He is 19 years old. He’s as thin as he stands tall and his confidence is unwavering from his lips but fragile in his heart. His mind believes in his purpose, but his spirit is afraid to give his all. He walks to the court, joins the crowd, and waits to be chosen.
He’s the last man standing. Chosen by default.
The game begins and his back and forth jog resembles a cardio workout more than a basketball game. The first quarter passes; he never touches the ball. Finally, he finds himself wide open on the 3-point arc. With no other options, his teammate passes him the ball. A stare from the team leader to the passer. He squares up, one dribble, lifts the ball above his head. A perfect shot leaves his fingertips. The ball approaches the basket and falls through with flawless grace; no rim, no backboard. Nothing but net.
The game continues with no acknowledgement of the shot.
Possession changes, a turnover on the other end. Back to his basket. He finds his place at the arc and waits for the pass. Unguarded and wide open, he calls for the ball. No one acknowledges. The leader of the team drives to the basket and fights for a layup. He sinks it.
In the rest of the game, he hits three more three-point shots; the only three times he touched the ball after his first shot. 12 points total. 100% shooting percentage.
No one spoke to him.
As he heads for the door, the leader extends his hand. Dapped up, approval is given.
He keeps showing up. Consistently. Every time ready. Every time last. Every time giving his all. Finally, after another game of solid threes, someone asks.
“Hey, white kid. What’s your name?”
“You alright, Corey.”
Over the next ten years, Corey James Hunka would find himself playing more pick-up basketball games than he could count. In 2011, Corey took his talents from the Southeast Community Center to The Martin Center, a converted elementary school found at 1253 3rd Street SE in Canton, Ohio. The courts were fewer and the games were wilder, but Corey moved from last pick to building owner. In the summer, they played with the doors opened in hopes of catching a breeze, and in the winter the layers were piled on and eventually shed as people walked from all over the community to play basketball and listen to the white kid preach.
In 2016, Corey formed a team of his own and launched 3rd Street Community Church inside The Martin Center as a result of the rapidly growing programs occurring within the walls of “The Martin”. He never saw himself becoming a pastor, but could not deny the call from God he felt inside him. His team wasn’t one that many would bet on; the church would meet in a place people said would never thrive, the oldest member of the team was his wife (29 years old at the time the church would launch), there was no worship leader, and not a financial advisor to be found. They had a God-sized dream, a piggy bank budget, and a tight-knit community with no experience in church leadership or church planting.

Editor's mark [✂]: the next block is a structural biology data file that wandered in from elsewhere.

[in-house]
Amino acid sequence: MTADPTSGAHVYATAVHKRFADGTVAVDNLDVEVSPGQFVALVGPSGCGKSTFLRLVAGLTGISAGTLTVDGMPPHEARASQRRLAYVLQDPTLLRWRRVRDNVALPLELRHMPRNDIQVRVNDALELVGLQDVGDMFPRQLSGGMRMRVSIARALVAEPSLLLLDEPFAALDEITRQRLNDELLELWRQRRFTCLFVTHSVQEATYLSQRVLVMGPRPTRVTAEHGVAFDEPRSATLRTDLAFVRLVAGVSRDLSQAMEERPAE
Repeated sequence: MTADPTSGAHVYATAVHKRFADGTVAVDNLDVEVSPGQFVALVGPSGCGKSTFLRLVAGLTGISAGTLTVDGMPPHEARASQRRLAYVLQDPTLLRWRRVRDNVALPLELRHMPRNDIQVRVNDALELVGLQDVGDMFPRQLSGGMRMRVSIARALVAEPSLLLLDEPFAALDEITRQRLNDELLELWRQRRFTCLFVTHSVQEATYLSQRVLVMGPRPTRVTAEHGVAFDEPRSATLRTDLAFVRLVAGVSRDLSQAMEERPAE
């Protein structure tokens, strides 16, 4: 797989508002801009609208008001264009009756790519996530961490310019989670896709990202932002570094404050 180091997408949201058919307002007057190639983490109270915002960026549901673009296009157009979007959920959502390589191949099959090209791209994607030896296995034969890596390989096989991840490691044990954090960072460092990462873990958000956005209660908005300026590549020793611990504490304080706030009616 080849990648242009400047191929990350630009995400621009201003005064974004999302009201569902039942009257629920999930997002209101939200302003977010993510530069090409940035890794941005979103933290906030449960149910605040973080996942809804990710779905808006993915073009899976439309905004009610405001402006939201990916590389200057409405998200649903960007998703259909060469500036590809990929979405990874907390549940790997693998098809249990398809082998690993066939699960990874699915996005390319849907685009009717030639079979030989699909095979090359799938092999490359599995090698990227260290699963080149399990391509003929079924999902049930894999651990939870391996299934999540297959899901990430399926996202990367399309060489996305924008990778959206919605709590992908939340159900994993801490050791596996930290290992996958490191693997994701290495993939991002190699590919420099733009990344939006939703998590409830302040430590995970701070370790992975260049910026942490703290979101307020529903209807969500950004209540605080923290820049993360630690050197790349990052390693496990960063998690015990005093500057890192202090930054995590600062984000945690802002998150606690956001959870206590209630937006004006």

But sometimes a God dream, a willing group, and a teachable heart are all you need.
Corey stands at the three-point arc a little less these days, but can be found regularly preaching from half court. As the lead pastor of 3rd Street Community Church, he chooses to meet on the basketball court every Sunday. The team does a full set-up and tear down every week, filling the court with chairs, screens, sound equipment, and a floor covering to protect the polyurethane coating on the floor. They gather today with a team of gifted worship leaders, a diverse staff, a wise council with two financial advisors, and 250 beautiful people from every corner of the city of Canton. Sometimes they sing in Spanish, sometimes there’s a choir, and always there is a spirit of praise and worship to the God who gives visions of unity, renewal, and restoration to his people.
Throughout the week, the same court is home to middle school gatherings, high school students, WORD Wednesdays, and The Martin Leagues. The place that has been named by magazines as “the most dangerous small city in the US” and “the most miserable place to live” is becoming a place of hope and healing. The area labeled by its’ own city as a place of poverty is becoming a beacon of light.
Ten years ago, I followed that skinny, white kid to southeast Canton. Nine years ago, I bought a house in the city and made this place my home. Seven years ago, I married Corey James Hunka and promised God I’d follow whatever crazy dreams he gave my husband. Four years ago, we began the journey of 3rd Street Community Church. My greatest privilege in life has been having a front row seat in watching these years unfold.